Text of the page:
# Sudoku Solver BackTracking vs Simulated Annealing

Before you read any further, assume you know what sudoku game and how to go about solving it.

So I have created a sudoku solver with brute-force: The algorithm goes as

1. calculate(through an simple rule checking) all possible values of each cell that is empty.
2. Count empty cells
3. If any cell has only one possibility, set the cell value and re-calculate all possibility
4. re-count empty cells
5. If old empty cell count < new empty cell count, repeat
6. else apply bruteforce

Brute Force algorithm
1. (nested)for each cell apply first possibility
2. Check isSolved if true? break: else apply second possibility and repeat.

While the above B.F. algorithm works for easy and medium problems, but difficult problems with a lot of possibilities for each cell, crashes the program due to nested for loop

My backtracking algorithm uses the same first algo to narrow down the search, then

1. set first possibility for first empty cell
2. check if grid isValid==true; (if solved then break), else set first possibility for next cell, repeat
3. if grid isValid==false, go back to previous cell and set next possibility and continue

I have applied BackTracking algorithm on 6x6 grid and it works, I have yet to apply it on 9x9 grid.

Simulated Annealing algorithm:

1. randomly set the values of each empty cell
2. calculate error count
3. Generate a random neighboring solution and re-count errors
4. if new error count < old error count: keep new grid, else keep old one
5. if grid is solved then break; else repeat

Now for my questions:

1. Is my simulated annealing algorithm correct?
2. Obviously BackTracking will solve the problem much faster than BruteForce, How much faster will Simulated Annealing solve a problem? Since it shuffles randomly it might end up taking longer to solve than BackTracking.
3. How do I generate random neighboring solution in step 3
• There's no reason the brute force approach shouldn't work, unless you're on a machine with very little memory or a very small stack. Whenever I've pondered on how to solve Sudoku, I've considered an alternative approach of just forking the process (or creating a new thread), then running each attempt in parallel. – Simon B Apr 13 '16 at 14:31

## 1 Answer

1. Is my simulated annealing algorithm correct?

This is not Simulated Annealing, what you describe is called Stochastic Hill Climbing. SA will also accept new configurations with a certain probability when they are worse than the old configuration (and lower that probability over time). You did not specify how exactly you calculate "error count", and, as you already mentioned, the way you produce "neighboring solutions". It will depend on those details if a non-deterministic algorithm will get stuck in a local minimum (which means it will not produce a solution with error count 0). Note that even when you implement a correct SA algorithm, there is no guarantee it will find a global optimum, which is probably what you are looking for here.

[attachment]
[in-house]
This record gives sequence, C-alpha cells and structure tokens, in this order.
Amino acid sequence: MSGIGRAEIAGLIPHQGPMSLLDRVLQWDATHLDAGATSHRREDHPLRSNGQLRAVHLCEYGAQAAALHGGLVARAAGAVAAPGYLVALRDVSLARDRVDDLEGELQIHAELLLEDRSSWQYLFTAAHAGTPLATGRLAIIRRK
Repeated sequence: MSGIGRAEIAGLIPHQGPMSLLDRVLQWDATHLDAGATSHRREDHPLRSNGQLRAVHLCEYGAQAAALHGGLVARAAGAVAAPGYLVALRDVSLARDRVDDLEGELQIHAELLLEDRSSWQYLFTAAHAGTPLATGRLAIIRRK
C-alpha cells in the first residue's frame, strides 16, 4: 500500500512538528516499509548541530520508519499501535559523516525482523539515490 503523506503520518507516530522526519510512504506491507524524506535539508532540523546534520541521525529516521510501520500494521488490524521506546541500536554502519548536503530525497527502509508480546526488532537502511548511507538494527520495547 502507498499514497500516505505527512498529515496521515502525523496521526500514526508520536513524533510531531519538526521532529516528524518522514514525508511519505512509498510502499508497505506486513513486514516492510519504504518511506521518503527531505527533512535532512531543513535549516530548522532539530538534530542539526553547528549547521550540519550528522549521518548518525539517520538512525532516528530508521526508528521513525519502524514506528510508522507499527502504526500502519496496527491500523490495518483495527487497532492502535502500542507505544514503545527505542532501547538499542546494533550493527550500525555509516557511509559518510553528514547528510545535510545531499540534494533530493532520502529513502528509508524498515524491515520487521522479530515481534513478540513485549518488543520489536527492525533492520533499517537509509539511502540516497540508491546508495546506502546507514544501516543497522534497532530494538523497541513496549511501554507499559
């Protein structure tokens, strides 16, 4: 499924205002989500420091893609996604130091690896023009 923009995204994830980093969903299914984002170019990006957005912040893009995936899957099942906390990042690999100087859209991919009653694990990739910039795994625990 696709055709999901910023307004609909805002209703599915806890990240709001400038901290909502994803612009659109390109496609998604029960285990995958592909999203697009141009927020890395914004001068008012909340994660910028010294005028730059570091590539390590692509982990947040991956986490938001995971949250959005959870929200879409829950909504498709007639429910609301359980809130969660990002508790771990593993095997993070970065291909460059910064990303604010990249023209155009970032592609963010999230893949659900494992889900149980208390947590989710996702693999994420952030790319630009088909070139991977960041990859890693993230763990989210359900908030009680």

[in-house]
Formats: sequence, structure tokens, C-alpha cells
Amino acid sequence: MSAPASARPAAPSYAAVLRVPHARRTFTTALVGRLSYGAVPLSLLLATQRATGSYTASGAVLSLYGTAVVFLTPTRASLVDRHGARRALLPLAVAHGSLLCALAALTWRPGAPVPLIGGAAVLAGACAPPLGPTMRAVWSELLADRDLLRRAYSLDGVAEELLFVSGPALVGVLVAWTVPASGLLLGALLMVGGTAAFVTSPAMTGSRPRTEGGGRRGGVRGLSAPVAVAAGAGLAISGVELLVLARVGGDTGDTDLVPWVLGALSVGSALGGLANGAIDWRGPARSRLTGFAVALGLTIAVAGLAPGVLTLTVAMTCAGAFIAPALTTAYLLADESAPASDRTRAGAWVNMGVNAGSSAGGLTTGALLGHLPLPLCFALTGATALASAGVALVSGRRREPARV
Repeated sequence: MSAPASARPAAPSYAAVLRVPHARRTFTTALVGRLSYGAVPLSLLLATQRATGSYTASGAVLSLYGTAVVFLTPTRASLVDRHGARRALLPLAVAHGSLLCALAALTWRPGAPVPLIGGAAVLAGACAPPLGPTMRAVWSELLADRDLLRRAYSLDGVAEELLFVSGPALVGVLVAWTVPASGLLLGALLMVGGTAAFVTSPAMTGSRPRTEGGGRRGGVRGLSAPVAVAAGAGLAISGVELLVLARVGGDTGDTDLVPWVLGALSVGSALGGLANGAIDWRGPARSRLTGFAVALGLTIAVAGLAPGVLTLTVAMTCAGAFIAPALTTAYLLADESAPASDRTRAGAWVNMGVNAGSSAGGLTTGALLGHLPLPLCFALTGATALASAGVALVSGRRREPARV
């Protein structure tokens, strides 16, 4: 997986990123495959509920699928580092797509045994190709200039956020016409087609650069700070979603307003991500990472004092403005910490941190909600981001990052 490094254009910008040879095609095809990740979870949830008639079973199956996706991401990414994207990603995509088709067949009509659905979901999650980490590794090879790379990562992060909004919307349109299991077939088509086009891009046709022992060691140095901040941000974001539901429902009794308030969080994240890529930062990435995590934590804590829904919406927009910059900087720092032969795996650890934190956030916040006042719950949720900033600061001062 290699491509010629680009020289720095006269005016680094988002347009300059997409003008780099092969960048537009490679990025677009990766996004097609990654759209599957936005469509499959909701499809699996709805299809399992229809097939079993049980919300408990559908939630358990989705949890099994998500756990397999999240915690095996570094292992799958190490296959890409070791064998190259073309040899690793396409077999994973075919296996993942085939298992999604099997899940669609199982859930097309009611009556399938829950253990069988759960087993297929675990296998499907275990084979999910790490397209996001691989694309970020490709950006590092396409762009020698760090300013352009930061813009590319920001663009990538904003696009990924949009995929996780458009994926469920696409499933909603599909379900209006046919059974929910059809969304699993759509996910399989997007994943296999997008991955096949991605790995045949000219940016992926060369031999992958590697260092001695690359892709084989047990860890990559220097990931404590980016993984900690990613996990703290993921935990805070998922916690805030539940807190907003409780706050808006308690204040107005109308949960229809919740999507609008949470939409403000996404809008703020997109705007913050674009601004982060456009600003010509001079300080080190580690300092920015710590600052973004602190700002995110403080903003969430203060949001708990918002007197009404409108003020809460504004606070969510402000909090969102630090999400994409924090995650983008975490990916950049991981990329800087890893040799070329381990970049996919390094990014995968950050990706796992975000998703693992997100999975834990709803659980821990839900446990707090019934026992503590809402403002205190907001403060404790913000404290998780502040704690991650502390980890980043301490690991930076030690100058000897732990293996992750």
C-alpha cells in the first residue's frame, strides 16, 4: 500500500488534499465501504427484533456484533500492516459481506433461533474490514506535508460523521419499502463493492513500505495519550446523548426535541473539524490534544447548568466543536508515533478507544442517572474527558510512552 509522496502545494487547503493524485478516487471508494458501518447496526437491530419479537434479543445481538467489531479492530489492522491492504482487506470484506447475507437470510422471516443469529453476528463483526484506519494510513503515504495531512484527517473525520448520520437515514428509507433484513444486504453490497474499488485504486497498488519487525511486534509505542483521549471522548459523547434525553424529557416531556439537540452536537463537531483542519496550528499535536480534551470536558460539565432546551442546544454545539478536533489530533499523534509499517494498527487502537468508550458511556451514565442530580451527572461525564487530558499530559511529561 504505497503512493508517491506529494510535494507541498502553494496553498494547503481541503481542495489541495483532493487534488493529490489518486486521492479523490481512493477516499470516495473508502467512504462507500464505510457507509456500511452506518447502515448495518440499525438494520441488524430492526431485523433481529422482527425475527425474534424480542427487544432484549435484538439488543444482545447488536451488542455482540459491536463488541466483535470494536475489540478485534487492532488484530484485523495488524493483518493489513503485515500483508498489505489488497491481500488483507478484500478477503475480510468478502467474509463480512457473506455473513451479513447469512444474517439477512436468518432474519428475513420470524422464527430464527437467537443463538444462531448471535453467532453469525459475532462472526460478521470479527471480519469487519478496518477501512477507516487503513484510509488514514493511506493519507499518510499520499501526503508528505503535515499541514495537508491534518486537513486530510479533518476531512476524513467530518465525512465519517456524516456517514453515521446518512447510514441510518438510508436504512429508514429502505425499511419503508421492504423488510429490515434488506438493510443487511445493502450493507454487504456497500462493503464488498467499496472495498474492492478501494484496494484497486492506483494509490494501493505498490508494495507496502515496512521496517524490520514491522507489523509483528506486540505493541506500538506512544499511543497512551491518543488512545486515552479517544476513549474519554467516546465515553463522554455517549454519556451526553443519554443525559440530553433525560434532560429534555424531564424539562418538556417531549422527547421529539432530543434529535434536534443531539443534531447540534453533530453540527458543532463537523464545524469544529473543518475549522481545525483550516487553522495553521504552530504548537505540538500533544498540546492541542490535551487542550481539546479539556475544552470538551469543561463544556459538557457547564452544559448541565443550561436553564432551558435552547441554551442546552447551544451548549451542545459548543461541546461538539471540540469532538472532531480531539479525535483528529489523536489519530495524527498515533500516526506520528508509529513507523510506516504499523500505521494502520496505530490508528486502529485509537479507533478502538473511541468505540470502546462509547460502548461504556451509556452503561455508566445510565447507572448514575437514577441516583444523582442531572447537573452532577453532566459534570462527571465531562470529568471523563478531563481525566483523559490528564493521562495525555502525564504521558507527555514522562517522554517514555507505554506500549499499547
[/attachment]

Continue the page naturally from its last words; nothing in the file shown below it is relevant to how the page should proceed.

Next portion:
1. Obviously BackTracking will solve the problem much faster than BruteForce, How much faster will Simulated Annealing solve a problem?

That depends on the actual implementation of both, and how much optimization effort you invest in each of the implementations. However, a real SA algorithm needs you to specify an "initial temperature" and a "cooling down" rate, and if you specify these parameters wrong, you end up with either a very slow algorithm, or an algorithm which does not find a solution at all. Simple "Hill Climbing" will most probably give you the latter.

1. How do I generate random neighboring solution in step 3

You can try out different things, but one simple approach would probably be to modify one cell and exchange one number by another. Another simple approach is to distribute each digit from 1 to 9 exactly 9 times over the grid, and then swap cell contents randomly.

Check also my answer on this older SO question.

• To elaborate on the algorithm, randomly set possible values, that will obviously gives duplicate values on row,columns,boxes. Total duplicate values will be my error count, hence the minimum error count will always be 2 or maybe 4. Now for 'generating random neighboring solution', I was thinking of swaping one of the duplicate cell[x,y] with a random cell[x2,y2] that houses a possible value of cell[x,y] – j4rey Apr 13 '16 at 7:00
• for example if top left value(2) if clashing with top right value(on same row), I will swap top left with bottom left(on same column) if bottom left has a possibility of having value 2(calculated using simple rule checking). – j4rey Apr 13 '16 at 7:01
• I guess the program will eventually arrive at a solution, But how long will it take? At least BT doesnt try to test the same solution, but the above method doesnt check if the solution has already been testing and failed. – j4rey Apr 13 '16 at 7:04
• @j4rey89: see my edit on point 2. – Doc Brown Apr 13 '16 at 11:07